Paula Quiller’s Blog on the latest BCSWomen Scotland event: Data Driven Decisions

Data Driven Decisions: Ally or Big Brother?

We increasingly make decisions based on the information that’s pushed to us through the numerous digital devices in our lives, at home and at work. Is the data that’s being presented and driving our decisions an ally or a nefarious big brother? The BCS Women event on 18th June tackled this meaty topic with Hilary Wood and Jona Duka from PwC presenting different perspectives of how data can be used in the workplace to support decisions.

Hilary talked about data monitoring in workplace and its impacts and issues. Increasing corporate wellness programmes are using wearable technology to encourage healthy behaviours (e.g. complete your 10,000 steps per day and get your Fitbit/Apple watch for free), however in the US there are companies using the wearables data to monitor health, provide or withhold benefits & determine health insurance premiums.

Hilary used the results from her 7 month MsC study of the professional women’s British professional basketball team to illustrate the key issues and impacts of fitness monitoring technology. The British team used various forms of fitness monitoring technology to drive decisions about the team management and play. Whilst play statistics are now common in professional sport and available to all, data on the fitness levels of the team aren’t. In the study the team’s fitness was monitored using wearable heart rate bands & apps to collect regular data; the individual player data was then shared across the team. This had a negative impact on those whose data flagged them as being at the bottom of the fitness scale. Over the 7 months the team’s performance declined: the key contributing factor to this was the way the data was handled and the analytics dealt with. If the analytics had been handled differently the results could have been very different. The study demonstrated that policies on handling the data are as important as the analytics, and there are a number of key issues to consider in the overuse of employee data:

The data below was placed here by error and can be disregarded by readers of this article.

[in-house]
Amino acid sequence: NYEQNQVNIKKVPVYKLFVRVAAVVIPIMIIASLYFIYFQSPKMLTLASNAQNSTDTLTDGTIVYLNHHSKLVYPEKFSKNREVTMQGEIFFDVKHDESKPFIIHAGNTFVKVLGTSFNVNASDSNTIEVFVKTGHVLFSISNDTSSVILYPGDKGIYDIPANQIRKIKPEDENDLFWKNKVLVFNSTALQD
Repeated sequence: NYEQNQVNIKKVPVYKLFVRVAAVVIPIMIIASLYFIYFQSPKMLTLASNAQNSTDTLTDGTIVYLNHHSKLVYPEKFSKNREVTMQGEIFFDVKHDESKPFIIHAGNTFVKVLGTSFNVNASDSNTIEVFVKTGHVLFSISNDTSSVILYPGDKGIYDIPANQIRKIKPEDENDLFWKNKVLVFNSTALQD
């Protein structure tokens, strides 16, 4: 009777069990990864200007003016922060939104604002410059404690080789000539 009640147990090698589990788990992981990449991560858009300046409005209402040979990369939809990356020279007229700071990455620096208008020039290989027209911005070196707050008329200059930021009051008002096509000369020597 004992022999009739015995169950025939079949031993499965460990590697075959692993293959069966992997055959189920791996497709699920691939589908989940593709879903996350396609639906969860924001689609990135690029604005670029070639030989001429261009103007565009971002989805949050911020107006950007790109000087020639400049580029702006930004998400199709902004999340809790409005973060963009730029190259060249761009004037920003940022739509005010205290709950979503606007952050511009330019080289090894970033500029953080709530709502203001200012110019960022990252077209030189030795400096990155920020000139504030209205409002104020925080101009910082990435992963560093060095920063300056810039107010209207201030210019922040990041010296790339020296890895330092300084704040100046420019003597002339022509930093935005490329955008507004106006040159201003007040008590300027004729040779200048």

• Privacy
  • Power
  • Trust
  • Discrimination.

Jona presented an alternative view on how data can be used by organisations to provide specific relevant management information (MI). Companies are faced with a high volume of data which requires a structured top down approach to create meaningful MI. This approach has 7 key elements:

  1. Audience
  2. Planning
  3. Governance
  4. Terminology
  5. Data quality
  6. Systems
  7. Implementation

In addition to the structured approach, Jona emphasised that it’s important to question everything when working with data as anomalies and distorted results can occur. We then had a demo of how quickly and easily a report can be built in the implementation step once the other 6 elements have been applied.

The discussion that followed the presentations was very interesting as the audience raised questions and points on the issues and risks of using employee data. The points raised included privacy rights and permission, data bias, discrimination and distortion of the data.



  • Hilary Wood is an Associate in PwC’s Cyber Security team.
  • Jona Duka is a Senior Associate in PwC’s Data & Analytics team.



Contributed by Paula Quiller